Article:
Russian President Vladimir Putin has overwhelmingly more firepower, manpower, naval supremacy and favorable geography than Ukraine. So the world has been shocked that he has failed to demonstrate military dominance in the first few days of his invasion of Ukraine. The Russian military has not only performed more poorly than expected, but it has made blunders that have been ably exploited by Ukraine’s defenders and the steadfast leadership exhibited by Ukrainian President Volodymyr Zelenskyy.
Ironically, Putin’s months of gaslighting the world by scornfully denying his preparations to invade Ukraine appear to have backfired by convincing his own people all too well.
Why has Russia’s initial advance into Ukraine been so chaotic? It appears Putin and his military planners believed their own propaganda that Ukraine’s Russian-speaking citizens were begging for them to use force to liberate them from their “Nazi” government, while discounting the willingness and ability of Ukrainians to fight back.
Thus they thought they could repeat their mostly bloodless seizure of Crimea in 2014, in which disguised commandos captured the peninsula and confiscated most of the military hardware, including nearly the entire Ukrainian navy, while facing limited resistance from stunned Ukrainians. Likewise, the apparent Russian war plan in 2022 emphasized speed and shock to try to quickly capture Kyiv and compel the surrender of the Ukrainian government before too much collateral damage turned public opinion in Ukraine and abroad decisively against Russia.
Since Putin seemed to want to effect regime change in Kyiv without alienating too many of the Ukrainians who would be governed by his puppet president, he jettisoned the established doctrine that emphasizes slowly and methodically using reconnaissance and long-distance bombardment to destroy enemies from afar. Instead, many Russian ground units raced toward Kyiv pell-mell, only to get lost, run out of fuel, stumble into deadly ambushes or find themselves blocked by human barricades of Ukrainian civilians.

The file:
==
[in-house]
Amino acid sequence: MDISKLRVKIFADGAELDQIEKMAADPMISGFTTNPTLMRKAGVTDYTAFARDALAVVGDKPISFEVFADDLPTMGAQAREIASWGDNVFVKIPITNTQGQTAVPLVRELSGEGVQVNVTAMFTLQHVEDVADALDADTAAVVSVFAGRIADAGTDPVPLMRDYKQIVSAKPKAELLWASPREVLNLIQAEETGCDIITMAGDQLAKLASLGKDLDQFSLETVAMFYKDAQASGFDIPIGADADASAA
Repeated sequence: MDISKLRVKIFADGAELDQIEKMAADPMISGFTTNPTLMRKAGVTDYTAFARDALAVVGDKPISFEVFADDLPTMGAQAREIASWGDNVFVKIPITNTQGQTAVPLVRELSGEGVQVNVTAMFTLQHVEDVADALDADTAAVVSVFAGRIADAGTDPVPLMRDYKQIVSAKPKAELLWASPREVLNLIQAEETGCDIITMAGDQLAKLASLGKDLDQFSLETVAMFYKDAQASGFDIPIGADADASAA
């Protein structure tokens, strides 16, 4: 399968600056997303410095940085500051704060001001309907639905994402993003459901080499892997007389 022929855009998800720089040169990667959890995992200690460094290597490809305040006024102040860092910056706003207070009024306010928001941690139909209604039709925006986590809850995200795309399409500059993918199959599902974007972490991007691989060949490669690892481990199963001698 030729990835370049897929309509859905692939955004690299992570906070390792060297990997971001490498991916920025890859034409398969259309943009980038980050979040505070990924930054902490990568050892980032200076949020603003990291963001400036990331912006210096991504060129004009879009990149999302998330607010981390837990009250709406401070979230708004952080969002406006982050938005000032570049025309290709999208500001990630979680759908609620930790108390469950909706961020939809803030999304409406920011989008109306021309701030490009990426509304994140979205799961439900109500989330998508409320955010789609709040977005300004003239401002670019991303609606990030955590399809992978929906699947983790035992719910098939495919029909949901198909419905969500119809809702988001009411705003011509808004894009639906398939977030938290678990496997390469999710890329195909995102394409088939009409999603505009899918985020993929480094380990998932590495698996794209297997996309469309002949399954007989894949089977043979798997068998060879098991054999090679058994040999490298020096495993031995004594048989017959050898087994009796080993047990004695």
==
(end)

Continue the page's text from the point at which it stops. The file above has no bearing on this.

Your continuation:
The relatively lightly armored Russian advance forces — including paratroopers, special forces and disguised infiltrators ill-suited to storm a city without support — were in position to try to seize key objectives around Kyiv in the first few days. But when they recklessly tried to rush the well-defended cities of Kharkiv, Chernihiv and Kyiv, they were beaten back with heavy losses. Quite simply, the Ukrainians were prepared to defend these places tooth and nail, not evaporate at the slightest pressure.
Meanwhile, some mid-sized cities — like Kherson, Sumy and Nova Kakhovka — were initially overrun by Russian forces, only to have been at least temporarily retaken by Ukrainian troops. The Ukrainians were helped by Russian planning that left inadequate forces and supplies to hold the cities, suggesting that Putin was counting on decapitating the government in the first few days and thus not concerned with having enough troops to guard the rear and maintain supply lines. That made them vulnerable to resilient local Ukrainian formations that regrouped and counterattacked after losing ground rather than breaking into uncontrolled retreat.
In the air, against all expectations, Ukraine’s air force has survived, and its warplanes and drones are harrying Russian troops and helicopters despite being grossly outgunned. The fact that the force is still flying and fighting against such an adversary is extraordinary, though it’s been aided by the fact that Russia’s huge air force has been bizarrely missing in action in many places after the initial strike.
And ironically, Putin’s months of gaslighting the world by scornfully denying his preparations to invade Ukraine appear to have backfired by convincing his own people all too well. Now many aren’t sold on the war. While Ukrainians are fighting to defend their independence, half-heartedness among Russian soldiers may partially explain the unusually large numbers of vehicles they’ve abandoned and the rate at which they’ve been captured.